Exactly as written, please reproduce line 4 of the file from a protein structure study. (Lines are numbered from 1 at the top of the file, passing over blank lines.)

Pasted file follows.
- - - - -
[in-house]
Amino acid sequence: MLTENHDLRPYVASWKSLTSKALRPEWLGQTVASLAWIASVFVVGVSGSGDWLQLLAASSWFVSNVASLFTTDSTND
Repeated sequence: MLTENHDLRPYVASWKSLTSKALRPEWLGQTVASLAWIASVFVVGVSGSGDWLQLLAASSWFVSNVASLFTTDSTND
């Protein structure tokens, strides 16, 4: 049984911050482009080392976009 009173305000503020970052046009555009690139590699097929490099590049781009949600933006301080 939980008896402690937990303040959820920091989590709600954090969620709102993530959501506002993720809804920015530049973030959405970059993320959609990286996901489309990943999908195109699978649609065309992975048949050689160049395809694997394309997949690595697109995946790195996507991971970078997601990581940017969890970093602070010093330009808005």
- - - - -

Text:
């Protein structure tokens, strides 16, 4: 049984911050482009080392976009 009173305000503020970052046009555009690139590699097929490099590049781009949600933006301080 939980008896402690937990303040959820920091989590709600954090969620709102993530959501506002993720809804920015530049973030959405970059993320959609990286996901489309990943999908195109699978649609065309992975048949050689160049395809694997394309997949690595697109995946790195996507991971970078997601990581940017969890970093602070010093330009808005």